With combined funding of $ 1.6 million from the two partners and the federal government, researchers at the University of Waterloo will seek solutions to a major industry challenge: protecting autonomous vehicles from cyberattacks
University of Waterloo partners with auto parts and vehicle assembly giant Magna International and the federal government to fund autonomous vehicle cybersecurity research project that will help ensure safety and security vehicles as they become more autonomous.
More and more universities, engineers, automakers and lawmakers are responding to autonomous driving functions in ways that indicate that autonomous vehicles are now a reality and will play a huge role in the future of transportation.
Waterloo’s five-year, $ 1.6 million project will focus on developing theories, methods and tools to create “complex automotive software” for connected and automated vehicles.
“Software is the main driver of automotive innovation. New paradigms for performing functions in software are constantly emerging, the latest being machine learning, ”said Sebastian Fischmeister, professor of electrical and computer engineering at the University of Waterloo in an emailed statement to Autonomy Electric Canada.
“The industry has a huge demand for talent and highly qualified personnel to pursue innovation through software, and there is a gap in the understanding of how new paradigms can be used safely in business-critical systems. security such as automobile. ”
In good company
The Natural Sciences and Engineering Research Council of Canada (NSERC) is providing $ 600,000 over five years for the Waterloo project, while the University is investing $ 400,000. Magna, headquartered in Aurora, Ontario, is contributing $ 600,000, along with a Jeep Cherokee test vehicle.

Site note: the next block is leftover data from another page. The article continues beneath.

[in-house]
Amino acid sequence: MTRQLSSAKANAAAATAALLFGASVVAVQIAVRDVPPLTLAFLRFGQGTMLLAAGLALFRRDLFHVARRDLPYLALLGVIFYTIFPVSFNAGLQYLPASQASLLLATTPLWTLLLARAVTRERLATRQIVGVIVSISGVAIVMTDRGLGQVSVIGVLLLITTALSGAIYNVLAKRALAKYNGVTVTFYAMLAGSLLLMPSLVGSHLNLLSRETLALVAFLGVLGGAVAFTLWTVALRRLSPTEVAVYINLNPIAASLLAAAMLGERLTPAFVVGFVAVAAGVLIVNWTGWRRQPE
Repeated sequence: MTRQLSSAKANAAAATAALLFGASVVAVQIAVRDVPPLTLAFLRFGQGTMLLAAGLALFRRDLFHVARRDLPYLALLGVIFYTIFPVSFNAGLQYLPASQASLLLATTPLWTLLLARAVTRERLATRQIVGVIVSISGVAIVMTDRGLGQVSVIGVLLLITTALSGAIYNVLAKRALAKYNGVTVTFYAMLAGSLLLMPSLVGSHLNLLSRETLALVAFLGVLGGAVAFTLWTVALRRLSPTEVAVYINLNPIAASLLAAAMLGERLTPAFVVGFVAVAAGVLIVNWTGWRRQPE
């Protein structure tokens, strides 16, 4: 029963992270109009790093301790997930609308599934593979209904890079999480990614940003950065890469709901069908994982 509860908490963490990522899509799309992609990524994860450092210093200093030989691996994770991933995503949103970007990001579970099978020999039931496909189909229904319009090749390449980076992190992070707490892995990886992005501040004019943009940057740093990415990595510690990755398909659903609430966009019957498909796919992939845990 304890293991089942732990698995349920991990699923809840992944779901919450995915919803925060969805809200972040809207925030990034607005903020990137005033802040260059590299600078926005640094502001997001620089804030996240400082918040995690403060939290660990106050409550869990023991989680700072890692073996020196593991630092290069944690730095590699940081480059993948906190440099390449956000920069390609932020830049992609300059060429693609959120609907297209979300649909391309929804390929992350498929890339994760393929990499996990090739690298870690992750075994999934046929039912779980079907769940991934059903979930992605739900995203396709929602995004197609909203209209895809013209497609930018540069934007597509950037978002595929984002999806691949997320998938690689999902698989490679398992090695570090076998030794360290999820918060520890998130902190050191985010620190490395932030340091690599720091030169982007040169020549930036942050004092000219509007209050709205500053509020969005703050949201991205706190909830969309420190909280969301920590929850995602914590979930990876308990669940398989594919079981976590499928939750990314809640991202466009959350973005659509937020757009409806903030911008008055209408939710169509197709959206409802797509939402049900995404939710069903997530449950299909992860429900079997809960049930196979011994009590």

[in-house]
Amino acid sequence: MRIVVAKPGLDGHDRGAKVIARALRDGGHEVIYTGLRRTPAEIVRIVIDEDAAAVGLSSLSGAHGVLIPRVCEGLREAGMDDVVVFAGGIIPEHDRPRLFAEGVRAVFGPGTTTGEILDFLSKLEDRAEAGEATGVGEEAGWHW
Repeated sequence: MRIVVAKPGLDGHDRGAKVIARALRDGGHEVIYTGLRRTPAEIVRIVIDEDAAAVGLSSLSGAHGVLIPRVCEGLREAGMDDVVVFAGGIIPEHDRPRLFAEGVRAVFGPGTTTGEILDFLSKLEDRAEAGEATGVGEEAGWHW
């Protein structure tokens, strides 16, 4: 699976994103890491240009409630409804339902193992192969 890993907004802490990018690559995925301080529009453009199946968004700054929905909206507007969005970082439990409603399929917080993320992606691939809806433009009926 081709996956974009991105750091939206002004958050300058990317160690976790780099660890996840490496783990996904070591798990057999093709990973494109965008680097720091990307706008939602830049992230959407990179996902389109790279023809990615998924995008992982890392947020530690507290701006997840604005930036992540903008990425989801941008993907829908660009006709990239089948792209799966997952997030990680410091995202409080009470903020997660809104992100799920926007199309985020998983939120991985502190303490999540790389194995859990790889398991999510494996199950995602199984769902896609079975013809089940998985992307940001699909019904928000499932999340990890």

“The importance of safety in automotive systems cannot be overstated,” Jim Quesenberry, director of research and development at Magna, said in a press release. “Magna is committed to delivering products and systems that not only meet current safety standards, but also set the benchmark for future performance. “
The research project will take place in the university’s shared research center, the Autonomous Vehicle Research and Intelligence Lab (APRIL), which opened in 2020. AVRIL provides a space for researchers to work on a wide range of different mobility applications. The facility includes 10 truck-height workstations, a driving simulator with an immersive 210-degree display, and level two chargers for electric vehicles. Projects currently underway at AVRIL include research on third-row occupant protection, advanced driver monitoring data collection, automated eco-driving, self-driving, WATonoBus, driving stimuli and vehicles. land unmanned all terrain.
Fischmeister, who holds the NSERC / Magna Industrial Research Chair in Automotive Software for Connected and Automated Vehicles and is also the spearhead of this most recent autonomous vehicle cybersecurity project, and will be working with the newest member of the corps. Waterloo professor, Yash Vardhan Pant.
“Yash’s expertise lies in decision-making algorithms for autonomous systems and in the formal assurance of the security of such systems with modules (software) based on machine learning in the decision loop”, explains Fischmeister. . “Since one of the biggest challenges that stand-alone systems face is their lack of security guarantees, this expertise will help develop methods for automated testing of such systems to uncover the conditions that trigger unsafe behavior, and also to improve decision-making systems to overcome some of these limitations.
Foster long-standing partnerships
The results of Waterloo’s research will be delivered exclusively to Magna engineers, to develop new features and secure products while finding new ways to reuse older software to help shorten the development time of more complex products.
“To meet the demands of autonomous and connected systems, Magna is excited to work with the University of Waterloo, and the deep knowledge and expertise it brings to this initiative,” said Quesenberry.
In the past, Magna has worked closely with the Waterloo Engineering Department, hiring over 575 co-op students over the past 15 years and investing $ 200,000 for a new Waterloo Institute of Artificial Intelligence in 2018.
Mary Wells, Dean of Waterloo Engineering, said in a press release: “We are engaging in research that is beyond imagination, research that has a positive impact on the world. Industry partnerships that are rooted in real-world needs, such as this important project with Magna, are the cornerstone of these research programs. “